Since 2011, the city’s pension payments to the New Hampshire Retirement System have increased from $11.8 million to nearly $21 million, an increase of 74 percent.
This coming year, that amount will rise to about $23 million, according to Mayor Jim Donchess.
With a spending cap in place, Nashua officials will be permitted about $3 million in additional expenditures in the next budget cycle. If the pension costs take up $2 million of the $3 million increase, teachers, police officers and firefighters may need to be laid off to ensure staying under the cap, said Donchess.
Two legislative service requests have been submitted by Nashua Rep. Don LeBrun and Nashua Rep. Mariellen MacKay.
Both proposals, according to Donchess, would slow down the rate of increases in pension costs, and alleviate some of the financial burden facing the Gate City.
“This is hitting all municipalities — not just Nashua,” he said.
LeBrun’s proposal relates to the amortization of the retirement system’s unfunded accrued liability, which would push out the date by which cities must reach 100 percent funding.
MacKay’s proposal relates to the retirement system’s assumed rate of return, which would still allow assets to be built, but at a slower pace.
“There is going to be a lot of opposition to all these bills, but the city really needs a lot of help with this,” Donchess told the Nashua delegation and city officials gathered for a legislative meeting Wednesday at City Hall.
MacKay agreed that there will be a tough fight in Concord to gain support on either of these proposals, but she said it is important to begin the discussions and prompt legislators to think about the issue.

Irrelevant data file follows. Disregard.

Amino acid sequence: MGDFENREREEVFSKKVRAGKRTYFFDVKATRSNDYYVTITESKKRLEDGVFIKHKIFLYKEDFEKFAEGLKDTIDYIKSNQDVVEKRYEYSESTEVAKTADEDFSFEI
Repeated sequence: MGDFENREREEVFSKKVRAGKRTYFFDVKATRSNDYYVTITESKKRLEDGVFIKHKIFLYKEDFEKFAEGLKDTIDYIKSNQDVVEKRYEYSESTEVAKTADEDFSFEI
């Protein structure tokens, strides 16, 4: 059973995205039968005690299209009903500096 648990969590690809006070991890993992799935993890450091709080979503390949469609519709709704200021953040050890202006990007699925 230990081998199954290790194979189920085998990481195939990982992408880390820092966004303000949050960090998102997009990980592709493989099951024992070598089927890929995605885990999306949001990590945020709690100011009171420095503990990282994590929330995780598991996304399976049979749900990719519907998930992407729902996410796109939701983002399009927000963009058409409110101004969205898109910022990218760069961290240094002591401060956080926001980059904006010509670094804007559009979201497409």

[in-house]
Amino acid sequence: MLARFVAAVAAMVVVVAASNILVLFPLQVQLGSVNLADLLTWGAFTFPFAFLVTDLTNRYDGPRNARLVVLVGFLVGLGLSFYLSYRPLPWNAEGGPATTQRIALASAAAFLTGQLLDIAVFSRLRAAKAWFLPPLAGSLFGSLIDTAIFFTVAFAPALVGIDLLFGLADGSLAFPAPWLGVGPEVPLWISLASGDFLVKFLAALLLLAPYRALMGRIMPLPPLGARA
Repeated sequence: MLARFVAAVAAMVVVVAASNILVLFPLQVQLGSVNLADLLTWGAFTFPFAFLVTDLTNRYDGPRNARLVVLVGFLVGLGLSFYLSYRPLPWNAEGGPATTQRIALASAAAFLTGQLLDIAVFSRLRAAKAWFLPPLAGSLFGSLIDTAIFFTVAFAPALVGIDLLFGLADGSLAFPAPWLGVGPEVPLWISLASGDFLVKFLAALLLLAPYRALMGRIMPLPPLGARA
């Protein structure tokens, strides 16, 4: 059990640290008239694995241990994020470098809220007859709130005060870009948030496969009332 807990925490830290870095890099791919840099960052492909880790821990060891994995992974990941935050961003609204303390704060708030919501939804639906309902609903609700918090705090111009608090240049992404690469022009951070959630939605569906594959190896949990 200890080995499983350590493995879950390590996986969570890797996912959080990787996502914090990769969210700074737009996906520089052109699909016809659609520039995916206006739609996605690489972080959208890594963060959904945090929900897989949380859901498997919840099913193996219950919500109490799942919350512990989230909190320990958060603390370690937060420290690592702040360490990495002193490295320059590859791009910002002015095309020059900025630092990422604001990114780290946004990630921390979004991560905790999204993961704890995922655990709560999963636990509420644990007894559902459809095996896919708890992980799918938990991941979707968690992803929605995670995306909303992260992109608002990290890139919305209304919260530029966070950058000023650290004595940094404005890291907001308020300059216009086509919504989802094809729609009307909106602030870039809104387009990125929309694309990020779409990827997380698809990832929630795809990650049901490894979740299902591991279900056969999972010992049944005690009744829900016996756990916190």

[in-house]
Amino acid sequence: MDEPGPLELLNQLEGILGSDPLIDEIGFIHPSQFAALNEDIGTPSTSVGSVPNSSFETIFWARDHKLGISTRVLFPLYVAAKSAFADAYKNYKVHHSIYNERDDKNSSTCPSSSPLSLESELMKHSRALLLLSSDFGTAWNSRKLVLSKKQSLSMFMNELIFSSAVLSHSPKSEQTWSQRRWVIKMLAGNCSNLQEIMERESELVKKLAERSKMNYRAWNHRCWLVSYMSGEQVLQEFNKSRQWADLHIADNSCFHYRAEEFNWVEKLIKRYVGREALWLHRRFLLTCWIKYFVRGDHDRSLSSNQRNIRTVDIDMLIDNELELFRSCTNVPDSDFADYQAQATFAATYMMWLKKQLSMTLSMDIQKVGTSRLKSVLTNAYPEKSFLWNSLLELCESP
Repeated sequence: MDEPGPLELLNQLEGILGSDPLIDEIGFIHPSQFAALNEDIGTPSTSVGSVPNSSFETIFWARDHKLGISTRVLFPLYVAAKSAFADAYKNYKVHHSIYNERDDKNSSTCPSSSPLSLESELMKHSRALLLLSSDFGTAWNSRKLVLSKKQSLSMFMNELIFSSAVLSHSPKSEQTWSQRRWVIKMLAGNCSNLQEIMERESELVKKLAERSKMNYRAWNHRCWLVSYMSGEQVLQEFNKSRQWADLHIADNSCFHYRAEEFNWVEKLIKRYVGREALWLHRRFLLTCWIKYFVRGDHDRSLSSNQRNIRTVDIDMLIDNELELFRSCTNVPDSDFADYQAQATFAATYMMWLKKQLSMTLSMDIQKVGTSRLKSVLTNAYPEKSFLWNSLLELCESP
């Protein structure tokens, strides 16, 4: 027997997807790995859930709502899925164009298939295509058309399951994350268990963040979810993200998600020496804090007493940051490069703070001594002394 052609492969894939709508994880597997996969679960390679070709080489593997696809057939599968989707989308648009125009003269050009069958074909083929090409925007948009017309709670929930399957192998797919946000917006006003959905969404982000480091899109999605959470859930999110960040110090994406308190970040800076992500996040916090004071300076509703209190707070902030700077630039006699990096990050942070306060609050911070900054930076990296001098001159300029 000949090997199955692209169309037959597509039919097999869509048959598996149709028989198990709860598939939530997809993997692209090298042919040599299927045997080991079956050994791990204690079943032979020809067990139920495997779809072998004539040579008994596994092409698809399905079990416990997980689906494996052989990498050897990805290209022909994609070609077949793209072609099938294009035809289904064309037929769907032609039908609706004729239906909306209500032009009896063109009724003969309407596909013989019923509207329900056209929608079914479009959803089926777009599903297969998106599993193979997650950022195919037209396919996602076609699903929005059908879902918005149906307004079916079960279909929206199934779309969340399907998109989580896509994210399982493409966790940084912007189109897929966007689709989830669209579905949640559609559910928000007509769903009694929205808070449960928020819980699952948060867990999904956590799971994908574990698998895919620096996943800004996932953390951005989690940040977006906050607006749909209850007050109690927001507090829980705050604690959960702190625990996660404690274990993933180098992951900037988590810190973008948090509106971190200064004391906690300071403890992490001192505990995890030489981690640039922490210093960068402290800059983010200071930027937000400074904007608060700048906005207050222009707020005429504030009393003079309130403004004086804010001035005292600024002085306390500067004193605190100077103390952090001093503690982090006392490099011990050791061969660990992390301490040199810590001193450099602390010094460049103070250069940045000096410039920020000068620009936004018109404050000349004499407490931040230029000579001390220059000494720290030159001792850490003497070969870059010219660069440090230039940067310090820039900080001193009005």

“We have choices to make,” she said, adding there are more “humane ways” to address the budget crisis rather than closing a fire station or shutting down a school.
A separate, third legislative request is being proposed by a representative outside of Nashua, which would restore 15 percent of the retirement system contribution.
Alderman Ken Siegel, Ward 9, described the goal of 100 percent funding as absurd, maintaining a more reasonable figure would be 85 percent.
“We have this gigantic-like icepick coming at us. We have run out of time,” said Siegel. Earlier this year, aldermen created a trust fund to help cover the rising costs of state employer pension costs, even though some city officials argued the fund is a way to skirt the spending cap.
Alderman Brian McCarthy, president of the board, said the pension funds have become a tremendous burden.
“It is costing us a small fortune,” he said, claiming today’s taxpayers are paying for past, present and future pension costs.
Donchess said that if the city only had to pay an $8 million a year contribution as it once did, taxes in Nashua could drop by almost 10 percent.